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Lonely Planet Magazine IndiaLonely Planet Magazine India

Lonely Planet Magazine India December 2018

The world’s most trusted source on travel, Lonely Planet has made its way to India. Through vivid writing and stunning color spreads from celebrated and seasoned traveller-writers and photographers, Lonely Planet Magazine India Inspires travelers to sample different cultures first-hand, discover new people, and learn fascinating stories about every place.

Land:
India
Språk:
English
Utgiver:
Worldwide Media Private Limited
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we want to put ideas in your head!

Travel ideas. We want to give you ideas that you file away in your head, in your heart, and on your bookshelf. We want to give you features that make you call up a friend and set the wheels of travel in motion, and features that make you sink back in your chair and dream. We want you to explore every day. The world is a massive place, full of wonderful possibilities that can be bewildering in their variety, especially in our current scenario where every rupee counts against the strong dollar. Which is where the Best in Travel 2019 list comes in. Lonely Planet’s staff, writers and online community have come together to reveal a year’s worth of travel inspiration, giving you the countries, cities and regions that deserve…

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escape the grind!

Revisit the architectural secrets of Delhi, NCR The city of Delhi has been the site of seven different cities over time, and it’s best to begin your exploration of its architectural relics at the Mehrauli Archaeological Park. Walk down to the Lal Kot walls, which are said to have been built in the 11th century, and which offer spectacular views of the Qutb Minar. Make the Hazrat Nizamuddin Dargah your next stop – it's home to the grave of the Sufi saint Nizamuddin Auliya and has been an important place of pilgrimage for centuries. Take a left off the road that leads to the dargah to reach the 64-pillared Chausath Khamba mausoleum. After the Delhi Sultanate came the Mughal Empire, and a striking specimen of this period’s architecture is the Purana…

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soak in the rich history of chittoor, andhra pradesh

Out of Chennai (160km) Its proximity to Tirupati hasn’t done Chittoor any favours. If you ask cab operators why people come to Chittoor, they tend to look nonplussed. Tourists don’t come to Chittoor, they’ll say. Everyone goes to Tirumala. And that is exactly why you should go to Chittoor. Peppered with huge igneous rocks that look like playthings giants left behind, it’s a quiet, tranquil world. The temples, too, are what temples should be: serene, welcoming, surrounded by an air of calm. The Mogileswara Shiva Temple, for example, gets crowded only on festival days, and the Rama Temple at Venkatagiri seems almost forgotten. The crepe jasmine tree in the courtyard blooms throughout the year, and the entire setting encourages you to spend some time here, with just yourself for company. The Shiva…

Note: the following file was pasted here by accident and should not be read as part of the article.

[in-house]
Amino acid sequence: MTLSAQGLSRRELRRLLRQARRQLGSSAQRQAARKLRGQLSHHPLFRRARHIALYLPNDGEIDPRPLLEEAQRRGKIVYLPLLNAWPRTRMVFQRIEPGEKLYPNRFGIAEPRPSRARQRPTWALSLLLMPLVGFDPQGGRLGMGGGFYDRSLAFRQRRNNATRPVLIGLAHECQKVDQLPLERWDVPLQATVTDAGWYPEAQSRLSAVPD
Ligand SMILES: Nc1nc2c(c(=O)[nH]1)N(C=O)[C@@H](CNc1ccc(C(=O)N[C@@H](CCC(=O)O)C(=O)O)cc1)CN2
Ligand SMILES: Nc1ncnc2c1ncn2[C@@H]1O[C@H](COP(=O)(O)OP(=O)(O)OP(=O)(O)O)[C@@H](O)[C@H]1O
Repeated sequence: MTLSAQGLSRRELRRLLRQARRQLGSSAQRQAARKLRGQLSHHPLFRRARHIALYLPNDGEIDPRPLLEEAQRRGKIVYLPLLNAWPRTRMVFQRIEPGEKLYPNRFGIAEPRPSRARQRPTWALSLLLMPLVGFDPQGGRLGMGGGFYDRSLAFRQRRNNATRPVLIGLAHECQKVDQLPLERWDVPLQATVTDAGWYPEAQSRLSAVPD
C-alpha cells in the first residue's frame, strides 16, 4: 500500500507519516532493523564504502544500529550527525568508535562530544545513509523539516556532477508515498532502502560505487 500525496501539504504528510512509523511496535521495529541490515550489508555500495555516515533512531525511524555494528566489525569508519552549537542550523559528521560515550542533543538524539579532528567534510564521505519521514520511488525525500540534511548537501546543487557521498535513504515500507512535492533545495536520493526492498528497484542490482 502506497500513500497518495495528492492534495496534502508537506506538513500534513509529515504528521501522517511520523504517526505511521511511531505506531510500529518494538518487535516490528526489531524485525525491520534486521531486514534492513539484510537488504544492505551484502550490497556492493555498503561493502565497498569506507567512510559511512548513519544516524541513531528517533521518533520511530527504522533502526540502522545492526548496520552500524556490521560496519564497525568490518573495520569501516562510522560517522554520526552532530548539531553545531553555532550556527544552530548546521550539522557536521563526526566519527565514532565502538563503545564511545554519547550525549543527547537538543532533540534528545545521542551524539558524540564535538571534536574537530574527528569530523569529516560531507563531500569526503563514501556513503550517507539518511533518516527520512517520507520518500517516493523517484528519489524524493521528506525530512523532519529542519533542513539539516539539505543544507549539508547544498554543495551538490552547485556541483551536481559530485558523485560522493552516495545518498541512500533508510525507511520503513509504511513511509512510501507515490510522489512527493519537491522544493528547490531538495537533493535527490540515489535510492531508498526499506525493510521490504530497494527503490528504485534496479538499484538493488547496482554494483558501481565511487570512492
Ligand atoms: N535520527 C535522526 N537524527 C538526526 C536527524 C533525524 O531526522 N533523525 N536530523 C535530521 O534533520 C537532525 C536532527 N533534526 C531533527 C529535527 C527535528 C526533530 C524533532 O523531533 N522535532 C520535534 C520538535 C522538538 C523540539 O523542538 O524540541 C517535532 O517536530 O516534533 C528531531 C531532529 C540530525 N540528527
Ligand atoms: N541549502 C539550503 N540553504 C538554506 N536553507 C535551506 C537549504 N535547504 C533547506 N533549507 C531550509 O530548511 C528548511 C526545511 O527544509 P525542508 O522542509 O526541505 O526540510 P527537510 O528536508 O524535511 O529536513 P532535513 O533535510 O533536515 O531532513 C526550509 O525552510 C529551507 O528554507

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experience a new kind of divinity in wai, maharashtra

Out of Mumbai (228km) When it comes to temple towns, the narrative is almost always the same – quaint, peaceful and comforting. These towns welcome devout pilgrims and weary travellers alike, relaxing the body and refreshing the soul. If you are indeed on the lookout for a calm spiritual experience, Wai is not for you. We’ll cut to the chase – while Wai is definitely your quintessential ‘temple town’, it’s far from quaint and almost bursting at the seams, waiting to be explored. Start your excursion with a visit to Nana Phadnavis Wada. Nana Phadnavis, an influential statesman of the Maratha empire, built the six-sided wada (traditional mansion with an inner courtyard) on the banks of the River Krishna, when he settled in Menawali. Look out for the wada’s caretakers and ask…

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the vw camper van

SHAPED LIKE A LOAF OF BREAD, the VW campervan or Kombi is built for practicality, not speed, and its rise to stardom was likewise slow. The Volkswagen factory in Germany, a showpiece project of the Nazi regime, was destroyed in WWII. It was being rebuilt under the supervision of the British Army when Dutch car importer Ben Pon paid a visit. He had a flash of design inspiration from a flatbed utility vehicle in the factory, and sketched out a curved box on top to create a van that would hold a lot for its size. The Type 2 went on sale in 1950, and came in variants including an ice-cream van and ambulance. It really caught the imagination, however, as a passenger microbus. Followers of 1960s counter-culture in the USA…

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get your vw groove on

Rent an original campervan with O’Connors Campers, based in Devon, for Californian-style vibes around the southwest (www.oconnorscampers.co.uk). Sleep in a Bay that serves as the ‘master bedroom’ of The Coppice Woodland campsite for four in Hertfordshire (www.canopyandstars.co.uk). Grab a lobster roll from a 1957 Splitty parked in London’s Bermondsey, or follow their Twitter account for pop-up info (www.bobslobster.com). Watch the 2006 film Little Miss Sunshine: the 800-mile US road trip features a bright yellow Bay that’s a character in its own right (www.amazon.co.uk).…

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